When lab safety goes wrong.


Aseptic technique in the microbiology lab is really important with the main aim being to avoid contamination.  Even in the lab there is risk of contamination everywhere, especially when working with highly contagious strains of bacteria. This contamination can be incredibly irritating, expensive and even disastrous.  Contamination risks are everywhere. They are present in the air as airborne microorganisms, on our bodies as dust and other particles and even on lab equipment and surfaces.[1] Proper aseptic technique should reduce the chances of contamination of your experiment and most importantly keep your lab technician happy. This is because it means that resources aren’t wasted and you don’t have to repeat experiments for trivial reasons. It will also maintain the purity of stock samples.

Proper aseptic technique is important for safety in the lab in order to prevent infection and contamination of the environment and people in the lab. In our lab we are working with bacteriophages. Bacteriophages are viruses that infects and kills specific bacteria.

I now understand the importance of this technique after what I believed to be was my beloved first found phage actually turned out to be a form of contamination. In our experience in the lab, we have begun to understand and appreciate the importance of aseptic technique. This technique was new to me and took some getting used to. I often dropped lids and put my hand or sleeve to close to the Bunsen burner flame. Aseptic technique  was especially important in our lab as when working with unique phages, it is important to make sure there is no cross contaminations between individuals work.  We were lucky that there was no cross contamination between individuals and no one ended up with the same phage due to contamination. Thankfully our aseptic technique was up to scratch.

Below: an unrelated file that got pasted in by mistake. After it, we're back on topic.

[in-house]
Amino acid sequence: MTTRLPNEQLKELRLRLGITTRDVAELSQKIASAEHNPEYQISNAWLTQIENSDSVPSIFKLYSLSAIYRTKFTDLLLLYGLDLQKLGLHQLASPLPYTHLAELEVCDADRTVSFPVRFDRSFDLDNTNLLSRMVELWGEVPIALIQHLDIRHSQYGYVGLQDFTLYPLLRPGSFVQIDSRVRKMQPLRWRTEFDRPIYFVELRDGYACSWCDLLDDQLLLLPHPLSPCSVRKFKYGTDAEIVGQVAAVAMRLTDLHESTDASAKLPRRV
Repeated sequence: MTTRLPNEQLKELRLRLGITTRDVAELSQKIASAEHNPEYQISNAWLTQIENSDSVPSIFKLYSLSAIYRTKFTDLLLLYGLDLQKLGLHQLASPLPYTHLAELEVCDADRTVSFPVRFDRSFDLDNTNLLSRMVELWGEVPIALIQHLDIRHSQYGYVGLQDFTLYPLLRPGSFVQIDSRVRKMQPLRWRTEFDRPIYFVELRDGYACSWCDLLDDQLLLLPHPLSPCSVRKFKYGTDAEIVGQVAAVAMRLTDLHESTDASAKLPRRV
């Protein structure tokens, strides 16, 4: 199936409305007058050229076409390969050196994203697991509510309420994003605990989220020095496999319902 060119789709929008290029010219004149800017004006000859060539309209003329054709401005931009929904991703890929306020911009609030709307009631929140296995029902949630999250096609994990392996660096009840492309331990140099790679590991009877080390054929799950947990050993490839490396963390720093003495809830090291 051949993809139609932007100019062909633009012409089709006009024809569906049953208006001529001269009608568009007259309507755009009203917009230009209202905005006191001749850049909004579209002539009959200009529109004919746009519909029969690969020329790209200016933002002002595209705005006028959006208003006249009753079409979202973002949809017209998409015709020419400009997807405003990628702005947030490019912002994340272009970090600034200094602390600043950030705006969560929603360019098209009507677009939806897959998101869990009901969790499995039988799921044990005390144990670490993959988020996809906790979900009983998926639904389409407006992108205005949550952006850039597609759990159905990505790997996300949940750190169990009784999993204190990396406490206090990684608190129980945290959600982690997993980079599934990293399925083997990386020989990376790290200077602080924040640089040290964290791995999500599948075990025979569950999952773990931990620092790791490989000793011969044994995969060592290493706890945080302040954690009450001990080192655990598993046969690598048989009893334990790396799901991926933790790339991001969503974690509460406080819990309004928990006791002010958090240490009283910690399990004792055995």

Phages were in fact first discovered by contamination by Frederick William Twort. In 1915 he discovered plaques on his agar plates.[2] Contamination not only leaves opportunities for many new discoveries, it also is the cause of many issues. Only a month ago, the CDC centre for disease control made headlines after 84 laboratory workers were exposed to a potentially deadly strain of anthrax. An investigation into the incident found that the lab was using expired disinfectant and were storing samples in unlocked freezes in unrestricted areas. Fortunately, this outbreak was contained.[3] In other cases, people weren’t so lucky. In 1977 there was an outbreak of influenza in China which spread globally but luckily the virus only caused which caused moderate symptoms such as a light fever.  In another instance, the famous foot and mouth outbreak, which began in Britain from a biosafety lab and caused billions of dollars in damage. This particular disease is spread by cloven-hoofed animals and in the end required over 1500 animals to be culled.[4]

In our lab we work with Mycobacterium Smegmatis. We use this as a bacteria host as it has a similar make up to Mycobacterium Tuberculosis, also know as TB. There are obvious reasons as to why we do not use TB in our labs. TB is highly contagious and is a dangerous bacteria that causes around 1.8 million deaths world wide.[5] This is one of the main reasons we don’t use it and as newbie lab scientists, our aseptic technique would not be sufficient to quantify the risk. This is why we hope to find a phase that can infect Mycobacterium Smegmatis and therefore might also be able to infect and cure TB patients.



  1. Aseptic Technique and the Transfer of Microorganisms. 2016.
  2. jcturnbullnz, The Pioneers of Phage Virology. 2017.
  3. Newly disclosed CDC biolab failures ‘like a screenplay for a disaster movie. 2016.
  4. BENDER, J., Here Are 5 Times Infectious Diseases Escaped From Laboratory Containment. 2014.
  5. Tuberculosis. 2017.
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One Response to When lab safety goes wrong.

  1. jcturnbullnz says:

    Hey James, I enjoyed reading your post – it was great hearing a bit more about a topic i touched on in my first blog, which i’m glad was of use to you in writing this one. It’s interesting how contamination can be a disaster, or sometimes the source of a breakthrough (even if that breakthrough isn’t necessarily in regards to the issue you’re investigating)

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